Coverage in the Ayush sector, standard treatment guidelines (STG) and ICD codes for the insurance sector, and penetration of Ayush in the insurance sector are the other key issues of discussion.

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The programme will also discuss Ayush Hospital’s achievements, and success stories of AIIA, the onboarding of Ayush hospitals on the ROHINI platform, and the empanelment of Ayush Hospitals for insurance coverage, the ministry said.

–IANS

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Are keto-like low-carb and high-fat diets harmful to your heart health

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New Delhi, May 26 (IANS) While popular fad diets such as keto-like low carbohydrate and high fat (LCHF) diets may help you lose weight, these are not good for the heart, said health experts on Sunday.

A recent study led by University of British Columbia researchers found that following a Low Carb High Fat (LCHF) diet was associated with increased LDL (low-density lipoprotein) cholesterol or the “bad” cholesterol and apolipoprotein B levels, and an increased risk of incident Major adverse cardiovascular events (MACE). Apolipoprotein B is a blood test to gauge the risk of heart disease.

In the study of 305 LCHF and 1,220 standard diet participants, 11.1 per cent of LCHF had severe hypercholesterolemia — high levels of cholesterol in the blood, compared to 6.2 per cent of standard diet individuals.

After 11.8 years, 9.8 per cent of LCHF participants experienced a MACE, compared to 4.3 per cent of those on a standard diet, revealed the study, published in JACC: Advances.

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“There is a popular belief these days that carbohydrates should be reduced in the diet. Some people are also advocating consuming a low-carbohydrate and high-fat diet. It may lead to weight loss but is associated with increased bad cholesterol (LDL) and also increased cardiovascular MACE events which means that the risk of heart attack, stroke, and deaths from heart attacks increase,” Ashwani Mehta, Senior Consultant, Department of Cardiology, Sir Ganga Ram Hospital, told IANS.

“The latest study also demonstrates the risk associated with eating a higher amount of fat with derangement of the lipid parameters which can be life-threatening,” he added.

A previous study by the same varsity presented at the American College of Cardiology’s annual scientific session, in 2023, showed that a “keto-like” diet may raise “bad” cholesterol levels and a two-fold heightened risk of cardiovascular events such as chest pain (angina), blocked arteries requiring stenting, heart attacks and strokes.

Doctors recommended that one should not follow the fad diets, and instead go for healthier ways to reduce weight.

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“The low carbohydrate and high-fat diet is more harmful to the heart because it leads to more ketones generation and higher incidence of bad cholesterol which we call LDL and EPO protein which increases the risk of cardiovascular disease and increases the progression of heart disease,” Udgeath Dhir, Senior Director, Cardiothoracic Vascular Surgery, Fortis Memorial Research Institute, Gurugram, told IANS.

Udgeath said that the best diet is a balanced diet which comprises more vegetables and fruits. And if you have to have animal proteins or animal fat, then it should be in moderation. There we follow the Mediterranean diet — comprising carbohydrates, proteins, and fats.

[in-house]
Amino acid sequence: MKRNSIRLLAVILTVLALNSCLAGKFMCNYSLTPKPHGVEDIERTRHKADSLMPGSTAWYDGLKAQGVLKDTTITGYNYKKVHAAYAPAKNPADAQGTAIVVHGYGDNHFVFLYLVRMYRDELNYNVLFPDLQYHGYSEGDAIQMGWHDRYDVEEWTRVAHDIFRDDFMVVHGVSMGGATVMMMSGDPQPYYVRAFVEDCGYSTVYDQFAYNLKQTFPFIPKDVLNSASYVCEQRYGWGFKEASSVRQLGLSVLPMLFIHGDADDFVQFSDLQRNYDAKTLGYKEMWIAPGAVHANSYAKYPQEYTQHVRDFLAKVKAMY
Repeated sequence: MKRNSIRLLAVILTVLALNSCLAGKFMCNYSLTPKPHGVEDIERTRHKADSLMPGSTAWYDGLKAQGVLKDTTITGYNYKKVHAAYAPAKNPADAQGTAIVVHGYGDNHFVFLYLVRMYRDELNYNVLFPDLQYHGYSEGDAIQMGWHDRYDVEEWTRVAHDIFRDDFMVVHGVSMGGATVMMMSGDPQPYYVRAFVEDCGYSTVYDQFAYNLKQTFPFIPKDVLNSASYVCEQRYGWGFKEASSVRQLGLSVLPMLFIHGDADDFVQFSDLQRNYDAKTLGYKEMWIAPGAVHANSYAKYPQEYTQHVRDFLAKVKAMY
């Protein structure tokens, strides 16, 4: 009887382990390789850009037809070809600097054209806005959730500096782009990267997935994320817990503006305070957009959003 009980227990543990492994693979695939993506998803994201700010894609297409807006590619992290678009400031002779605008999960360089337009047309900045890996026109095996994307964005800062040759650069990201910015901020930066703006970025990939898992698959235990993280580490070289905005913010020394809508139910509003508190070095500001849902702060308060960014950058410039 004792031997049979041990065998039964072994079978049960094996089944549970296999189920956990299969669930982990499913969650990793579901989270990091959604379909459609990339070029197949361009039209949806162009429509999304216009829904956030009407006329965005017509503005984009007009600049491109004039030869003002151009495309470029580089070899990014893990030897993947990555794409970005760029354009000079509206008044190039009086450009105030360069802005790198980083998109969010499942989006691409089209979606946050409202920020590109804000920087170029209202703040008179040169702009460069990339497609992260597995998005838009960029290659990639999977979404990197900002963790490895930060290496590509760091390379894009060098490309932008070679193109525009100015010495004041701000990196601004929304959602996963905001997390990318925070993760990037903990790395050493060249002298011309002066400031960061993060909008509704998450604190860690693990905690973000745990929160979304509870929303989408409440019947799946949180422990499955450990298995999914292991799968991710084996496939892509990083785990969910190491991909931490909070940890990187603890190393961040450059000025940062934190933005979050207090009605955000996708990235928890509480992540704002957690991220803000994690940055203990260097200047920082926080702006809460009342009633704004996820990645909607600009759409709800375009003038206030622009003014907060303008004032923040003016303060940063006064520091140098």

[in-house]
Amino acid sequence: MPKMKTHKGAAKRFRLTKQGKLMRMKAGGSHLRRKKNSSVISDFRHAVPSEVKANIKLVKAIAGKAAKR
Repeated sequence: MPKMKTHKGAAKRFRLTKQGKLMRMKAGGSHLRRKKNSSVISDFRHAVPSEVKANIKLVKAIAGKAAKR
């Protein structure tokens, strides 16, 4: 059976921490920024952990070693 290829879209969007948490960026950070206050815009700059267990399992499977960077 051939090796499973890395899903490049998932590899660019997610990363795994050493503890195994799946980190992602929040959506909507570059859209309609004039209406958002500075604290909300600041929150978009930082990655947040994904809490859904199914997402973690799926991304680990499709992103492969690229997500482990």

“Fats should not be more than 10 to 15 per cent of your diet. Try to have more plant-based products,” Udgeath said

The doctor suggested, “have a mixture of all the colours of the rainbow in your platter — an ideal diet, and you would not require any supplements. That would be a healthy diet for your heart and your whole body”.

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–IANS

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Why Covid vaccinations and repeated infections help boost immunity

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New Delhi, May 26 (IANS) The immune cells of people who received Covid 19 vaccines and also experienced “breakthrough” or repeated infections can build an “immunity wall” against future SARS-CoV-2 infections, according to scientists.

Analysing blood samples, the team at La Jolla Institute for Immunology (LJI) in California, US, found that people who experienced symptomatic breakthrough infections, from the Delta and Omicron variants, developed T-cells that are better at recognising and targeting SARS-CoV-2.

“The virus evolves, but, importantly, so does the immune system. T-cells do not sit idle. Instead, they learn to recognise the parts of the virus that mutate,” said Alessandro Sette, Professor at LJI.

The researchers noted that due to multiple infections, “the cells could recognise multiple features, or antigens, on SARS-CoV-2.” As a result, the volunteers’ T-cells could recognise and target SARS-CoV-2, “even if part of it was mutated.”

The study published in the journal Cell Reports Medicine showed that even asymptomatic breakthrough infections boost T-cell responses, however, the effect was not as significant.

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Further, breakthrough infections also led B-cells to produce cross-reactive antibodies against SARS-CoV-2. Most of these antibodies targeted the new viral variants and the original vaccine antigens.

“New B-cell responses that are only specific to the infecting variant, but not the vaccine, are very rare,” said LJI Instructor Parham Ramezani-Rad.

Importantly, the researchers discovered that breakthrough infections add more layers of protection to an individual “on top of a vaccine.”

Covid vaccines are given in the upper arm, which means immune cells fighting the virus develop far away from the upper respiratory system.

But, SARS-CoV-2 first infects the upper respiratory tract, which means there can be a delay in getting the right immune cells to the scene of infection, which the breakthrough infections can guard, explained the researchers.

The researchers found no evidence of harmful “T-cell exhaustion,” where T-cells lose their ability to target a pathogen after repeated infection.

–IANS